Fact sheet - Driving commercial vehicles

This publication is for: 
Employee / workerEmployer

This fact sheet provides an overview of the legislative requirements for fatigue management for commercial vehicle drivers.

Duties for the person responsible for drivers and operation of commercial vehicles

The responsible person has a duty to ensure that:

  • the vehicle is driven in accordance with Occupational Safety and Health Regulation (reg) 3.132
  • a current certificate from a medical practitioner that the driver is fit to drive;
  • there is a fatigue management plan is developed and kept current by a competent person for every commercial vehicle driver who is required to drive a commercial vehicle. This includes things such as scheduling trips, rostering drivers, establish drivers fitness to work, education of drivers in fatigue management, managing incidents, establishing and maintaining appropriate workplace conditions.; and
  • a record is kept in respect to work time, breaks from driving and non-work time of each commercial vehicle driver. The record is to be:
    • kept set out in a clear and systemic manner;
    • available for inspection by an inspector at all reasonable times; and
    • kept for at least 3 years from the date of the last entry on the record.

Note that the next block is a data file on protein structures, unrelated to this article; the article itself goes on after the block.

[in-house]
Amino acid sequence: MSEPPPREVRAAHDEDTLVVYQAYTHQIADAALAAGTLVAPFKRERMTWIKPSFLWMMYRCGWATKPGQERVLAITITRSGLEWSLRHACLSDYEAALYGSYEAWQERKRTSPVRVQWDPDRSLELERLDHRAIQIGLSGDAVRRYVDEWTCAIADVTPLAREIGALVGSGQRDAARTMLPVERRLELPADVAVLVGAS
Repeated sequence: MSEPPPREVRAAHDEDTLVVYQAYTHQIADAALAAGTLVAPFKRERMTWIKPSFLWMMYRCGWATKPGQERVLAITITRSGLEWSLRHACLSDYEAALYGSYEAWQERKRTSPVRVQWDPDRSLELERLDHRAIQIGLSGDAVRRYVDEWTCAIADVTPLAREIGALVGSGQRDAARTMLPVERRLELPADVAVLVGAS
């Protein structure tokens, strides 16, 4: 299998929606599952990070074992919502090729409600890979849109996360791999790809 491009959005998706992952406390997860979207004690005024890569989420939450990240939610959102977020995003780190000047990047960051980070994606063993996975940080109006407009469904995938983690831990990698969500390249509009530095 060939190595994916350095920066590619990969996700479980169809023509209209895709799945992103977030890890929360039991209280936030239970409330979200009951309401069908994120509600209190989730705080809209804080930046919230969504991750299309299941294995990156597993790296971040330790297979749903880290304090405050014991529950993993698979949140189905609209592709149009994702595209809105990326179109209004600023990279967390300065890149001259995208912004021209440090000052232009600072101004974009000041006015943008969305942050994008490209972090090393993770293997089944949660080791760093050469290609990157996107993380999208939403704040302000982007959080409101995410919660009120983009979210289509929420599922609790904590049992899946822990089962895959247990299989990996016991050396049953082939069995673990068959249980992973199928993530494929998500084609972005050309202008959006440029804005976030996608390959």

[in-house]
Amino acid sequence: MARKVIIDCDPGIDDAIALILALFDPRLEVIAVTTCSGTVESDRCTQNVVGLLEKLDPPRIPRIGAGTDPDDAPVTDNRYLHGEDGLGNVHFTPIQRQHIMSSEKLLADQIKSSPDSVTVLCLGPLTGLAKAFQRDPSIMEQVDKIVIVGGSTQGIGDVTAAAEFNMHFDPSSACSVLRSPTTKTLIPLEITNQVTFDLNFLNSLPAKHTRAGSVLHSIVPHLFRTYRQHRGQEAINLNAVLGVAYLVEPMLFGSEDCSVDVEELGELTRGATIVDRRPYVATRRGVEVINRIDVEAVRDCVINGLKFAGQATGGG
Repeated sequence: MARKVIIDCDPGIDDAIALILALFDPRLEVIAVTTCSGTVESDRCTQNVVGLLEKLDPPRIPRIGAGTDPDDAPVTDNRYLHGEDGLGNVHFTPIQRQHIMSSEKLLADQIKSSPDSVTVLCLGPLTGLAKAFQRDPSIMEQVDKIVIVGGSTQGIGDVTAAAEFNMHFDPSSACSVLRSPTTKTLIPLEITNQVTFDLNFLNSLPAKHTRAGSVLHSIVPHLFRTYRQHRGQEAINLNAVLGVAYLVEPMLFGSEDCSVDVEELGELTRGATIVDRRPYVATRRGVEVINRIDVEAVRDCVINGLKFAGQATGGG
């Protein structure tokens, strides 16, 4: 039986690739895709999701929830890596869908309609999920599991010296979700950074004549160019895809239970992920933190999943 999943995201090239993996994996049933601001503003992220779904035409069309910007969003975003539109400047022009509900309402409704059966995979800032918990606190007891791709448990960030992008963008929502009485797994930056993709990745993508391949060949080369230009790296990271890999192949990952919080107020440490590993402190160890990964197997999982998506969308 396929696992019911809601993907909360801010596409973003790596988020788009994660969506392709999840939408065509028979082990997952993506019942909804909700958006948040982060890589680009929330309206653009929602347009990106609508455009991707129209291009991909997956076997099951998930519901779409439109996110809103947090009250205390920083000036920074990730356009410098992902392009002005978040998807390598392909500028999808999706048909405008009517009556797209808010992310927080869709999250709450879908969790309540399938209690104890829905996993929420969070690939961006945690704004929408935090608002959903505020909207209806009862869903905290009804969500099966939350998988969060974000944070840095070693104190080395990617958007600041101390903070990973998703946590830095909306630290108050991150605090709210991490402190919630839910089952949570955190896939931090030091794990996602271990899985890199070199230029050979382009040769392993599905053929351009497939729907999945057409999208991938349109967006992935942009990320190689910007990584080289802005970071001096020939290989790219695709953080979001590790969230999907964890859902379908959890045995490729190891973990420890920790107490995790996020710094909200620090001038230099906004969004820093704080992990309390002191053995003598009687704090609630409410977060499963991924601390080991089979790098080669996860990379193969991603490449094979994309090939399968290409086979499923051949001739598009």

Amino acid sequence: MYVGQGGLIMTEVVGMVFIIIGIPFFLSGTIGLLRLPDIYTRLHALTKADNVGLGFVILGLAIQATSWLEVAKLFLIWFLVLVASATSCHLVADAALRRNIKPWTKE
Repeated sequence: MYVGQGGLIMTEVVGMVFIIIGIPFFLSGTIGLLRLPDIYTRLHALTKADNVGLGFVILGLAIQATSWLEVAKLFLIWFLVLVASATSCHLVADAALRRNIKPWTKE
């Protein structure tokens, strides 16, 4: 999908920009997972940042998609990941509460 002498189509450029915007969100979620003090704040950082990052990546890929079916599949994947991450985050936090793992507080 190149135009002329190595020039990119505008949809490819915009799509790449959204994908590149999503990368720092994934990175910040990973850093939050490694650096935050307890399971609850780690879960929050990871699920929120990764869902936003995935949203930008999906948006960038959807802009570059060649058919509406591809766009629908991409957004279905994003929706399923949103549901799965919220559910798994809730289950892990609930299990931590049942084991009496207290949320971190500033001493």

Duties for commercial vehicle drivers

A commercial vehicle driver has a duty to comply with the following requirements:

  • to drive commercial vehicles in accordance with the commercial vehicle operating standard; and
  • to hold a current medical certificate that confirms his or her fitness to drive a commercial vehicle.  

The commercial vehicle operating standard (OSH regulation 3.132)

Solo drivers

  • At least 20 minutes of break from driving for every 5 hours of work time – including at least 10 consecutive minutes, during or at the end of five hours.
  • No more than 168 hours of work time in any 14 day period.
  • At least 27 hours non-work time in any 72 hour period including at least 3 periods of at least 7 continuous hours of non-work time.
  • No more than 17 hours between non-work time periods of at least 7 continuous hours